Report: HHS Chief Not Entitled to Gun
WASHINGTON (AP) _ Janet Rehnquist, the inspector general at the Department of Health and Human Services, received a government handgun and law enforcement credentials even though she was not legally entitled to them, an internal investigation concluded.
The daughter of Chief Justice William Rehnquist was guilty of ``administrative failures,″ the investigation found. The Justice Department reviewed the findings and said it would not prosecute.
No administrative punishment is required against Rehnquist because she recently announced her resignation, said Mark Everson, deputy director of the White House Office of Management and Budget.
The investigation was conducted by the President’s Council on Integrity and Efficiency, an organization of inspectors general who serve as internal watchdogs in their agencies. Everson chairs the council.
The report, obtained Friday by The Associated Press, has not been released.
``The IG did not meet the training and job classification requirements″ that allow some HHS investigators to carry weapons, the report said.
HHS spokesman Tony Jewell had no comment on the allegations against Rehnquist. He did say her predecessor had similar credentials authorizing a firearm. Another top HHS official disputed that.
Jewell praised Rehnquist’s work as inspector general overall.
``She recovered record dollars in fighting fraud,″ he said. ``That’s what she was hired to do and she did it extremely, extremely well.″
Rehnquist has had a controversial tenure since taking office in August 2001. She intervened to delay an audit of Florida’s pension money at the request of the office of Gov. Jeb Bush, the president’s brother. Most of her professional staff members either quit or were forced out after she took office.
Congressional investigators also are looking into her conduct.
She has announced she’s quitting June 1 to spend more time with her teenage daughters and pursue other professional opportunities.
Rehnquist told investigators she had the unloaded gun in her office less than a day. It was taken away from her by officials responsible for HHS firearms and replaced by a laser gun, which required no permit, the report said.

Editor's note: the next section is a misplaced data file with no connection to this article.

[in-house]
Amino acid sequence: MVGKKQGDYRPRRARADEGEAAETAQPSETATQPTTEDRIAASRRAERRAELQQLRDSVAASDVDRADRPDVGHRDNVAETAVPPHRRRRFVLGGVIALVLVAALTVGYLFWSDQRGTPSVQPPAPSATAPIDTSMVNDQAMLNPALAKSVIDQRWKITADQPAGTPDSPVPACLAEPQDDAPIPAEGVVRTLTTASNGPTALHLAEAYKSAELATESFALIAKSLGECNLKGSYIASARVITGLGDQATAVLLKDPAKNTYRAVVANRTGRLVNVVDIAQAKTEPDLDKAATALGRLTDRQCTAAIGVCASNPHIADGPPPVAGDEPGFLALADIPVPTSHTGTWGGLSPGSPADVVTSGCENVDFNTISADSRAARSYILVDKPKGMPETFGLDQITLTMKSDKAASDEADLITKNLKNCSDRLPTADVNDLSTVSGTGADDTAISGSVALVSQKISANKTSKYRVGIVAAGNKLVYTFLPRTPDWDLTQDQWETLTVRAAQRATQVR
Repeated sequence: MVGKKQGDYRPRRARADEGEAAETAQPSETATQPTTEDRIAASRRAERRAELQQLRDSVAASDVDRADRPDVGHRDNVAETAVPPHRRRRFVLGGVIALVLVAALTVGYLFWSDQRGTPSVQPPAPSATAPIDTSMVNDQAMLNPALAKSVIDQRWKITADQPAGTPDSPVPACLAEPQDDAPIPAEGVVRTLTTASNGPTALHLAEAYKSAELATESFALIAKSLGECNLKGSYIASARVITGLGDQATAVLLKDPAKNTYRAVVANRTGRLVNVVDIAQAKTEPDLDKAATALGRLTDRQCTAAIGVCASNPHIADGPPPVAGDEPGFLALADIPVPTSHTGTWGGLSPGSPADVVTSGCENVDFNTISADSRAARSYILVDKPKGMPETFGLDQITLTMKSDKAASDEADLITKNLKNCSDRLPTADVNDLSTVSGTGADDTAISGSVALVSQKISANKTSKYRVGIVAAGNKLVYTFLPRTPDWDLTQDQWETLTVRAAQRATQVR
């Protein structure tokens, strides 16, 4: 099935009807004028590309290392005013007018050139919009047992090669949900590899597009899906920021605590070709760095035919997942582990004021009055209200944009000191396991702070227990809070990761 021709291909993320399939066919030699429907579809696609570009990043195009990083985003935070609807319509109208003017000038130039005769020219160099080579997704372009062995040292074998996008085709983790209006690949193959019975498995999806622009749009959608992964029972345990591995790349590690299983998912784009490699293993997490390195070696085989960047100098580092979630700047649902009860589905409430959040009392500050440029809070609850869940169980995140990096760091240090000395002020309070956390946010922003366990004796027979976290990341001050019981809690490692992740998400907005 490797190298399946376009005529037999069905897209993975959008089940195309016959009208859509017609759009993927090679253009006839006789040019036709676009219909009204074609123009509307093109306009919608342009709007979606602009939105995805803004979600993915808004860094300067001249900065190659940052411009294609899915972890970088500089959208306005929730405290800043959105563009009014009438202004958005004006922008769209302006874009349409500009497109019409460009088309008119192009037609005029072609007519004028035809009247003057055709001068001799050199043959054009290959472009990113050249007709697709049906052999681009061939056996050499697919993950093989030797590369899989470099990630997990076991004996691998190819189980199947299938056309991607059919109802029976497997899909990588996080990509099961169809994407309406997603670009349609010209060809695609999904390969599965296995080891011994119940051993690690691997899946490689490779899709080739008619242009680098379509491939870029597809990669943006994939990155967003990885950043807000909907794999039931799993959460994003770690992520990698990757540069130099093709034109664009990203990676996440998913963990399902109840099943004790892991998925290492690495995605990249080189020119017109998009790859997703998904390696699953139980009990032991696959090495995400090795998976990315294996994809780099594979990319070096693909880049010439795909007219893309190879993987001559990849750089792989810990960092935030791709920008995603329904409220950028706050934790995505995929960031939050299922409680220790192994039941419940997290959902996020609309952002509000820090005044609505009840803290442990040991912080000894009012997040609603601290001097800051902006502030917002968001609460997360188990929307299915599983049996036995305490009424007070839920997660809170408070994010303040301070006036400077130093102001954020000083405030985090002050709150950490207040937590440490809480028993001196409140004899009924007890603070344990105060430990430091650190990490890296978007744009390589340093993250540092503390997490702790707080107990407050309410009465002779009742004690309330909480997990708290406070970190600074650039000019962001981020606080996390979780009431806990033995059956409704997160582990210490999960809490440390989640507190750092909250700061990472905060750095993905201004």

She also wrongly obtained the law enforcement credential that allowed her to enter her government building without going through security, according to the report.
The report found as well that Vicki Shepard, deputy inspector general for investigations who obtained the gun and credentials for Rehnquist, also had an unauthorized weapon. Everson, the White House official, suggested that HHS officials consider whether action should be taken against Shepard.
Shepard told investigators she was unaware that she was not authorized to carry a weapon.
Federal law makes it illegal to knowingly possess a firearm in a federal facility, although there’s an exception for law enforcement officers.
According to the report, HHS special agent Edward Landicho, a firearms instructor, was told by Shepard that Rehnquist ``was interested in learning how to shoot a firearm. On June 3, 2002 ... Shepard directed him to provide a ... firearm for IG Rehnquist to use for practice to improve her shooting.″
The agent said the next day, he informed his supervisor that in her absence he had given Rehnquist the gun. The supervisor immediately retrieved the weapon and substituted the laser gun that is used as a pointer for conference presentations.
Shepard told investigators the IG was not authorized to carry a firearm but said she defined ``carrying″ as physically carrying a loaded gun. Since Rehnquist’s gun was never loaded, the IG never ``carried″ the weapon from her office, Shepard said.
Rehnquist told the investigators she thought she could use the firearm to practice discharging the clip and for sight alignment. She did not recall requesting the firearm and believed she had it less than 24 hours.
``IG Rehnquist believed that as inspector general of a law enforcement agency she was responsible for overseeing investigations and, therefore, authorized to possess a firearm,″ the report said.
The report added that Shepard insisted that credentials be given to Rehnquist even after being told she was not entitled to them. Shepard said her boss needed them to access special areas ``in the event of a terrorist incident,″ the investigation said.
Associated Press writer Laura Meckler contributed to this report.